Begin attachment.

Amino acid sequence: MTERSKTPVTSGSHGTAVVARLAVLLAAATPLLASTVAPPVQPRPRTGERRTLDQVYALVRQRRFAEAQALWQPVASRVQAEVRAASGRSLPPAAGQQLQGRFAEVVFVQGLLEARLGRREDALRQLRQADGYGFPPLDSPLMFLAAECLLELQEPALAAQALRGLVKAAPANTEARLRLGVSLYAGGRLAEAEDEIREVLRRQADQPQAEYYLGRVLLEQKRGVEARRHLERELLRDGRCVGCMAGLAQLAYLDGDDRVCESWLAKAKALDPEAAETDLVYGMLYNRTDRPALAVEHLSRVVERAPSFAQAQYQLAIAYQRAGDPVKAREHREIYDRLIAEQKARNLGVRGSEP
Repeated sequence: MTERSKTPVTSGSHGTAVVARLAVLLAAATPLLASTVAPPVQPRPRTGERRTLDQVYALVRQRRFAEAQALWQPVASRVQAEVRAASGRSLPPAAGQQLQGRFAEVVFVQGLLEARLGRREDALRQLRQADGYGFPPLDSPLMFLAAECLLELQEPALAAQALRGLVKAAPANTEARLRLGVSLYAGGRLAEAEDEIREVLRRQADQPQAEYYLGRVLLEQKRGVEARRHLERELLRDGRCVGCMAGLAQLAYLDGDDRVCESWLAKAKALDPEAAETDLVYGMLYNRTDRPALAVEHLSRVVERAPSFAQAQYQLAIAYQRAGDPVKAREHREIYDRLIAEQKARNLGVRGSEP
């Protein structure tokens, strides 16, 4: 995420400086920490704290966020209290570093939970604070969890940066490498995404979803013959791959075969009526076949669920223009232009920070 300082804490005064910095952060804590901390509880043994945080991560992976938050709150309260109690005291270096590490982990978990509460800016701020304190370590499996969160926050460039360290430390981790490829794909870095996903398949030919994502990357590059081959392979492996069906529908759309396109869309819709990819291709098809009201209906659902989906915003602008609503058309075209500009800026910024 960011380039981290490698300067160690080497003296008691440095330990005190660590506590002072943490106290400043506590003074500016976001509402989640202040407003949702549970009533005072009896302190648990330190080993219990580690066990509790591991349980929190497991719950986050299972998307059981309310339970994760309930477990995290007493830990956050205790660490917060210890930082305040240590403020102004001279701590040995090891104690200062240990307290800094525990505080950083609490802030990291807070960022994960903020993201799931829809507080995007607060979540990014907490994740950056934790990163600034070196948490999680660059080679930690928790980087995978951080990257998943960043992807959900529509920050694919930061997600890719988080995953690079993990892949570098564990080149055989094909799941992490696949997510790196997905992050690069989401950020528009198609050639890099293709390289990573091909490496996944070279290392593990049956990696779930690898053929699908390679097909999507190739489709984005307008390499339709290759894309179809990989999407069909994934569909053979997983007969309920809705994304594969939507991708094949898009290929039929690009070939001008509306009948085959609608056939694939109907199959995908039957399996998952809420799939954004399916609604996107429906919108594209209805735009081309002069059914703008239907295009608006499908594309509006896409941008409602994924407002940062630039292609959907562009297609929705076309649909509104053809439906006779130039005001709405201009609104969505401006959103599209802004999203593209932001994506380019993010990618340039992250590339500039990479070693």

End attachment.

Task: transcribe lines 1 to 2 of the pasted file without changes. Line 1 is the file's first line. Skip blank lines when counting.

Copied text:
Amino acid sequence: MTERSKTPVTSGSHGTAVVARLAVLLAAATPLLASTVAPPVQPRPRTGERRTLDQVYALVRQRRFAEAQALWQPVASRVQAEVRAASGRSLPPAAGQQLQGRFAEVVFVQGLLEARLGRREDALRQLRQADGYGFPPLDSPLMFLAAECLLELQEPALAAQALRGLVKAAPANTEARLRLGVSLYAGGRLAEAEDEIREVLRRQADQPQAEYYLGRVLLEQKRGVEARRHLERELLRDGRCVGCMAGLAQLAYLDGDDRVCESWLAKAKALDPEAAETDLVYGMLYNRTDRPALAVEHLSRVVERAPSFAQAQYQLAIAYQRAGDPVKAREHREIYDRLIAEQKARNLGVRGSEP
Repeated sequence: MTERSKTPVTSGSHGTAVVARLAVLLAAATPLLASTVAPPVQPRPRTGERRTLDQVYALVRQRRFAEAQALWQPVASRVQAEVRAASGRSLPPAAGQQLQGRFAEVVFVQGLLEARLGRREDALRQLRQADGYGFPPLDSPLMFLAAECLLELQEPALAAQALRGLVKAAPANTEARLRLGVSLYAGGRLAEAEDEIREVLRRQADQPQAEYYLGRVLLEQKRGVEARRHLERELLRDGRCVGCMAGLAQLAYLDGDDRVCESWLAKAKALDPEAAETDLVYGMLYNRTDRPALAVEHLSRVVERAPSFAQAQYQLAIAYQRAGDPVKAREHREIYDRLIAEQKARNLGVRGSEP